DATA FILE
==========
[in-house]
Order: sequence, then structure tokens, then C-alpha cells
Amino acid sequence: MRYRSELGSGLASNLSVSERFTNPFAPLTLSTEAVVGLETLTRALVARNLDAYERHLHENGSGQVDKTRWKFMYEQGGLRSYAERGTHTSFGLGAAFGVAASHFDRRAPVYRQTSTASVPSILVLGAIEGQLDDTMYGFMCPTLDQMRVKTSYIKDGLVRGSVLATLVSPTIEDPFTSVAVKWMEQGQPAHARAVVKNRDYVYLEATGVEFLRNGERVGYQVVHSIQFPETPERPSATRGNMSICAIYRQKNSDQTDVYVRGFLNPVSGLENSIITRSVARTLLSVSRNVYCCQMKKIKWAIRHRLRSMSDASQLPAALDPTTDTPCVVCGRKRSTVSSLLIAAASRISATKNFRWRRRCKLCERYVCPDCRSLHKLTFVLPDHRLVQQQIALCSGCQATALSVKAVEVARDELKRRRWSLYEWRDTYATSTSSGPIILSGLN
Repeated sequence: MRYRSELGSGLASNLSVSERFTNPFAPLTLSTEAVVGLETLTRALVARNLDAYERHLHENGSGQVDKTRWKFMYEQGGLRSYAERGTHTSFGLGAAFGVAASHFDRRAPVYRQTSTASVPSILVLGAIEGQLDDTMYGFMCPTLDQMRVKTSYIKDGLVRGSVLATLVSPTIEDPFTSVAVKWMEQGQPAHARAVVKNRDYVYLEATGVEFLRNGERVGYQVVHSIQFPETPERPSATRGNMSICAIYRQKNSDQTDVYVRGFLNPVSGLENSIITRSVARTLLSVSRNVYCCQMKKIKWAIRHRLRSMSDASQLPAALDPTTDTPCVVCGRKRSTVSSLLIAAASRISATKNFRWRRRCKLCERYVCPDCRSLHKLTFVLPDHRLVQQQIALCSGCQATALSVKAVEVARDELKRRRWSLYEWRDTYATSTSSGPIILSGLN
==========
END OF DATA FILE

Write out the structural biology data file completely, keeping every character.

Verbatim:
[in-house]
Order: sequence, then structure tokens, then C-alpha cells
Amino acid sequence: MRYRSELGSGLASNLSVSERFTNPFAPLTLSTEAVVGLETLTRALVARNLDAYERHLHENGSGQVDKTRWKFMYEQGGLRSYAERGTHTSFGLGAAFGVAASHFDRRAPVYRQTSTASVPSILVLGAIEGQLDDTMYGFMCPTLDQMRVKTSYIKDGLVRGSVLATLVSPTIEDPFTSVAVKWMEQGQPAHARAVVKNRDYVYLEATGVEFLRNGERVGYQVVHSIQFPETPERPSATRGNMSICAIYRQKNSDQTDVYVRGFLNPVSGLENSIITRSVARTLLSVSRNVYCCQMKKIKWAIRHRLRSMSDASQLPAALDPTTDTPCVVCGRKRSTVSSLLIAAASRISATKNFRWRRRCKLCERYVCPDCRSLHKLTFVLPDHRLVQQQIALCSGCQATALSVKAVEVARDELKRRRWSLYEWRDTYATSTSSGPIILSGLN
Repeated sequence: MRYRSELGSGLASNLSVSERFTNPFAPLTLSTEAVVGLETLTRALVARNLDAYERHLHENGSGQVDKTRWKFMYEQGGLRSYAERGTHTSFGLGAAFGVAASHFDRRAPVYRQTSTASVPSILVLGAIEGQLDDTMYGFMCPTLDQMRVKTSYIKDGLVRGSVLATLVSPTIEDPFTSVAVKWMEQGQPAHARAVVKNRDYVYLEATGVEFLRNGERVGYQVVHSIQFPETPERPSATRGNMSICAIYRQKNSDQTDVYVRGFLNPVSGLENSIITRSVARTLLSVSRNVYCCQMKKIKWAIRHRLRSMSDASQLPAALDPTTDTPCVVCGRKRSTVSSLLIAAASRISATKNFRWRRRCKLCERYVCPDCRSLHKLTFVLPDHRLVQQQIALCSGCQATALSVKAVEVARDELKRRRWSLYEWRDTYATSTSSGPIILSGLN